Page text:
Bailing Out The ‘Gota’ Led Regime; A Wasted Exercise!

By Mohamed Harees –

Lukman Harees

On 10 June 2022, the UN had warned that the extreme economic situation in Sri Lanka could develop into a “full-blown humanitarian emergency. Due to several policy disasters of Gota-led government, the nation has been sadly going through a slow motion implosion, Lebanon style with its economic fundamentals being off the charts in the wrong direction. As Sri Lanka, once one of South Asia’s most progressive countries is witnessing widespread food and fuel shortages, the ‘square peg in a round hole’ Gota who is singularly being blamed for this tragedy is still extremely reluctant to bite the bullet and do the right thing – resign and ‘go home’. A historic protest wave gained momentum as the dismal results of the government’s financial and economic mismanagement became increasingly visible, pushing Sri Lanka to seek international aid. However, unless those seeking to help the fallen nation realise that aid should be made conditional to essential political reforms, attempts to bail out will be a wasted exercise.

The crisis in Sri Lanka is one of the worst economic disasters in South Asia’s contemporary history. Although the interconnectedness in the global economy may not allow for an isolated view of the national economic emergency in Sri Lanka, following the pandemic and the Russia-Ukraine conflict which have exacerbated the Sri Lankan crisis, it needs no rocket science to conclude that a major part of the blame for this unprecedented economic catastrophe falls upon the unashamedly corrupt top levels of the government and gross mismanagement. Any amount of ad hoc measures whether taken at local or international levels will neither solve the crisis or mitigate the damage inflicted, unless this reality is taken into account. It is pathetic and humorous to note that the victimised people of Sri Lanka are expecting a windfall resolution while the perpetrators are allowed to still hold the reigns.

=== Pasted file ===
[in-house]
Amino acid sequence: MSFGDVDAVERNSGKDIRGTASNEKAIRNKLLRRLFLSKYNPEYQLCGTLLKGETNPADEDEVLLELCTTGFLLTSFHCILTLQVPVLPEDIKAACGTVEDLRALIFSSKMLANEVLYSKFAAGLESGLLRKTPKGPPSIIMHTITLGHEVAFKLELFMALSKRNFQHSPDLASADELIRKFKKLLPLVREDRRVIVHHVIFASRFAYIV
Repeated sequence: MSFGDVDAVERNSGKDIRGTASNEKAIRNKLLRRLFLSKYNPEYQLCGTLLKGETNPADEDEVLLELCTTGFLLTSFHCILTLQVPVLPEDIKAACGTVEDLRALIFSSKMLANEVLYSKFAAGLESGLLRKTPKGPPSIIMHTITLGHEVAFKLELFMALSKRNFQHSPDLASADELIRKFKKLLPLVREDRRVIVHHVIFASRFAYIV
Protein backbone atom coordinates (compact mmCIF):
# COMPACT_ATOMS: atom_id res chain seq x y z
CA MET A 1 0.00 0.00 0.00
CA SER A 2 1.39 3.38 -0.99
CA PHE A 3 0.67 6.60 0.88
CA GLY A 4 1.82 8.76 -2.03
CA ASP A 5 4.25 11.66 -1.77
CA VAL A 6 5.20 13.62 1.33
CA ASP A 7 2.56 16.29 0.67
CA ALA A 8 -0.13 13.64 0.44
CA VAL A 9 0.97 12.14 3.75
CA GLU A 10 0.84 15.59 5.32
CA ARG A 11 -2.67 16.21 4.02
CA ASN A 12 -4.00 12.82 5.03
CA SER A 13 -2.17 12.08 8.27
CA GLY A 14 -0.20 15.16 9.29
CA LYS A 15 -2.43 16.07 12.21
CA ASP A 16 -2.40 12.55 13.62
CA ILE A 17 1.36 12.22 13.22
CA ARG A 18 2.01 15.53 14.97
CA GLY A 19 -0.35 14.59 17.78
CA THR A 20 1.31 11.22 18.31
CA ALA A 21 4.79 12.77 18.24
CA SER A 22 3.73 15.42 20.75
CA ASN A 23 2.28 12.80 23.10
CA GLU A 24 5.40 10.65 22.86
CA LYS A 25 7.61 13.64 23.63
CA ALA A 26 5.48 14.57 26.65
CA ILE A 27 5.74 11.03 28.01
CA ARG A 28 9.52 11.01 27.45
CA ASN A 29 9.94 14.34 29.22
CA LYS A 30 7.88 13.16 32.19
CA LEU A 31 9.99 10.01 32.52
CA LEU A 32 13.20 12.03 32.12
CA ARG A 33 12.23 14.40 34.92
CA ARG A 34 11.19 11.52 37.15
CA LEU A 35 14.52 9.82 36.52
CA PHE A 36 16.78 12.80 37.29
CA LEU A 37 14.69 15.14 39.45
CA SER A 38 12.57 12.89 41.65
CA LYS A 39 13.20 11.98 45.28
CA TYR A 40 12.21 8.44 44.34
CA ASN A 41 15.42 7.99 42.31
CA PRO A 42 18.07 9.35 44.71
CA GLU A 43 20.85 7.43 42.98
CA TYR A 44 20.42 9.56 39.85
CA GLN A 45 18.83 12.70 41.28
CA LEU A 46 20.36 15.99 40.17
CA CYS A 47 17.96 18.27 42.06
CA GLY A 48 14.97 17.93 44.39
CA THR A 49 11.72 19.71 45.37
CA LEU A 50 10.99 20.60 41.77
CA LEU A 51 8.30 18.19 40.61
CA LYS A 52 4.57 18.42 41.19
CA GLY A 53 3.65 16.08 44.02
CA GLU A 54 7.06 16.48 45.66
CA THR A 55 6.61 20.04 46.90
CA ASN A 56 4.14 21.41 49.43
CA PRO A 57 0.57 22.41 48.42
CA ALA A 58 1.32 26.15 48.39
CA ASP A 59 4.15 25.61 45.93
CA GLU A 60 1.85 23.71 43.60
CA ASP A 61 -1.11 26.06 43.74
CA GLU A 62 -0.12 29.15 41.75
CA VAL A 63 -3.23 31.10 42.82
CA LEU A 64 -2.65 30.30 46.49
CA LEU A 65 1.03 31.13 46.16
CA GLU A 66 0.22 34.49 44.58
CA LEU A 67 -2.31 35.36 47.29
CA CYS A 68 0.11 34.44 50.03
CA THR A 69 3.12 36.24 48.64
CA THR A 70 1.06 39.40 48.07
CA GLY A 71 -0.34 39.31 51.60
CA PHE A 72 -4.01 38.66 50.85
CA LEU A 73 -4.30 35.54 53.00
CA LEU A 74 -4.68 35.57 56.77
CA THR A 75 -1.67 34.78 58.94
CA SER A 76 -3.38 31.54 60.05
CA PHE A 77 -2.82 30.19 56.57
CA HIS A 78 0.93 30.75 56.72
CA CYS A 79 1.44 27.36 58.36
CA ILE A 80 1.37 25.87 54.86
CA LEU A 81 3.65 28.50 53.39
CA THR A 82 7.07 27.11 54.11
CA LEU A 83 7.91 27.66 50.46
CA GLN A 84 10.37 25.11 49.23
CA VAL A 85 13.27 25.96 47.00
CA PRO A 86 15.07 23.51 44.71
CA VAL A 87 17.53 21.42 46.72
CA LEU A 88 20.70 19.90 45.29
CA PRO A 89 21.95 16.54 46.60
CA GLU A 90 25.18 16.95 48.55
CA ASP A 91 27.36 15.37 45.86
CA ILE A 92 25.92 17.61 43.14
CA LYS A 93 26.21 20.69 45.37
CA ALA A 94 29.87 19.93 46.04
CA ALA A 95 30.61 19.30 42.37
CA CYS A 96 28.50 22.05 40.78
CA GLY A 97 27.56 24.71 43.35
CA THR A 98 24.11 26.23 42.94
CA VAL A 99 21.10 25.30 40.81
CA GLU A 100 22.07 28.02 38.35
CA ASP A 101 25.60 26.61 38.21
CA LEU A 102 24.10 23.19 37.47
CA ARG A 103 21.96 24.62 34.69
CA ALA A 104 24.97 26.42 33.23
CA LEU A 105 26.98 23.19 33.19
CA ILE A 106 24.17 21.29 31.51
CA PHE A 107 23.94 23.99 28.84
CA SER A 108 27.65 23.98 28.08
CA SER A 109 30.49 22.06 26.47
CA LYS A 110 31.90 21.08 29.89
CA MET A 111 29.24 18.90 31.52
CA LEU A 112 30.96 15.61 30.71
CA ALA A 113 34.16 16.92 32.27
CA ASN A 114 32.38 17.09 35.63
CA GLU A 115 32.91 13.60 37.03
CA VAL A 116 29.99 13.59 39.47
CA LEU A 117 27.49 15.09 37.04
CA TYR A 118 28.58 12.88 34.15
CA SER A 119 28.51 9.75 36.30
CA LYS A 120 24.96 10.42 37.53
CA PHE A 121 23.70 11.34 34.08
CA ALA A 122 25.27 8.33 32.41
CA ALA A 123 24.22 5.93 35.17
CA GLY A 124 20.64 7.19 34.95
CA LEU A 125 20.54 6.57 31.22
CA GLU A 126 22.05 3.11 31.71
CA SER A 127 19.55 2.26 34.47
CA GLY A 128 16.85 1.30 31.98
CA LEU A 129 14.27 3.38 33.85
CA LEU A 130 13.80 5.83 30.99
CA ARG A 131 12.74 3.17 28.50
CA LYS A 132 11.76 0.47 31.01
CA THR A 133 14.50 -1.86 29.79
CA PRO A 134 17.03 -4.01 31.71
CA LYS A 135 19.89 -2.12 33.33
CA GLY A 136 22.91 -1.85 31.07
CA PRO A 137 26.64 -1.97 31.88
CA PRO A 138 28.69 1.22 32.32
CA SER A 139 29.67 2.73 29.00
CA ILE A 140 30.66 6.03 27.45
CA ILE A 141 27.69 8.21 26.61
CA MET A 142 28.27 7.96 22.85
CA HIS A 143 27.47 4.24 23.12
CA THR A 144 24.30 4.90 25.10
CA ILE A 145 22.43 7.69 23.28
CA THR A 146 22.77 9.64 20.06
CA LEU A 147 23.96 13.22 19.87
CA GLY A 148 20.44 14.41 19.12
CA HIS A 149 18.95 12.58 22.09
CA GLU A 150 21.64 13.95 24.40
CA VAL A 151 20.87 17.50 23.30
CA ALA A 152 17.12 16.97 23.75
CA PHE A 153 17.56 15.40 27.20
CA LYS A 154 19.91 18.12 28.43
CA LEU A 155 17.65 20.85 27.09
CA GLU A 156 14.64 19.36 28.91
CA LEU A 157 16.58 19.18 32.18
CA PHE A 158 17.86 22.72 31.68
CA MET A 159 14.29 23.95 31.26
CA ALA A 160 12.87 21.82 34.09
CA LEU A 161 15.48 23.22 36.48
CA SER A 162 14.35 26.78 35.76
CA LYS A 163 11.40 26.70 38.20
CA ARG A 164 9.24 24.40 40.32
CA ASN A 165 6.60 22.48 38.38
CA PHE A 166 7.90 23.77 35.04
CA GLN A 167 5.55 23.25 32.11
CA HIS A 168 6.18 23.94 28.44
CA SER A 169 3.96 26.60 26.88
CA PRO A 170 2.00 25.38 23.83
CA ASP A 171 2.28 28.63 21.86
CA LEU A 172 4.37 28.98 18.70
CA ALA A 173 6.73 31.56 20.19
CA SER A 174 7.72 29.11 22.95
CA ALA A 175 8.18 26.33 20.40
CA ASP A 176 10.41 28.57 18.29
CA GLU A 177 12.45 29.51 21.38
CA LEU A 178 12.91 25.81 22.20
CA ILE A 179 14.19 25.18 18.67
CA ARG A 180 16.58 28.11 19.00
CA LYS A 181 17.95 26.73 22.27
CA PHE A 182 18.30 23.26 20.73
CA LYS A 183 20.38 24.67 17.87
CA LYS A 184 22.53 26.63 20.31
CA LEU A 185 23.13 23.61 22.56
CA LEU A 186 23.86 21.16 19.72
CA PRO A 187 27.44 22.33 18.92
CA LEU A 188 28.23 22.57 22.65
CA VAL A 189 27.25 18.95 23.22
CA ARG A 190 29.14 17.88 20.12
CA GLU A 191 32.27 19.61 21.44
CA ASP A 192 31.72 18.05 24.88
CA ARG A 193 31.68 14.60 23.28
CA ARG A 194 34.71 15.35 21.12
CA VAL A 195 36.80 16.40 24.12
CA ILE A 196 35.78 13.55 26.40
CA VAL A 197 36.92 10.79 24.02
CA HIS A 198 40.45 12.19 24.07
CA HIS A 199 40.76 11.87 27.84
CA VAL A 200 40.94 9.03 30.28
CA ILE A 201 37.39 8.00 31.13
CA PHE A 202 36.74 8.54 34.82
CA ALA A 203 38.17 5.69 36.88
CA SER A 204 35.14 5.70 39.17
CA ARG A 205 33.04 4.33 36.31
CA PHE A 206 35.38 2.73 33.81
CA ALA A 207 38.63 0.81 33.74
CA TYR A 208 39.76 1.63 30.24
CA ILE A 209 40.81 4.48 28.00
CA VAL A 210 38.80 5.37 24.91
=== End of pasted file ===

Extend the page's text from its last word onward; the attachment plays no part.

A discredited group (I will not call it a team) of politicians – PM RW and his jumble set of ministers led by the comical Gota, with their weekly announcements of doom and gloom and ad hoc measures are playing a waiting game to delay the eventual disgraceful exit of the Robber Barons – the Rajapaksas who have sold Sri Lanka for 25 pieces of silver. However, the economic experts have spoken out loud and clear. A top Sri Lankan Economist Nishan de Mel recently expressed pessimism about plastering solutions when the problem is deep and entrenched – systemic corruption in Sri Lanka having contributed greatly to the debt/economic crisis. He further questioned if the problem will get on the solution agenda of the talks between the IMF and Sri Lankan authorities for a staff-level agreement.

Another expert and UK diplomat Mark Malloch-Brown, the president of the Open Society Foundations also aptly pointed out that corrupt governance is the principal cause of the country’s economic crisis. He says that Sri Lanka has a history of diverting aid and that the International Monetary Fund (IMF) must acknowledge the reason the country is in this mess by putting this issue on the agenda during their visit. Otherwise, they risk bailing out corrupt politicians instead of people in need. True indeed!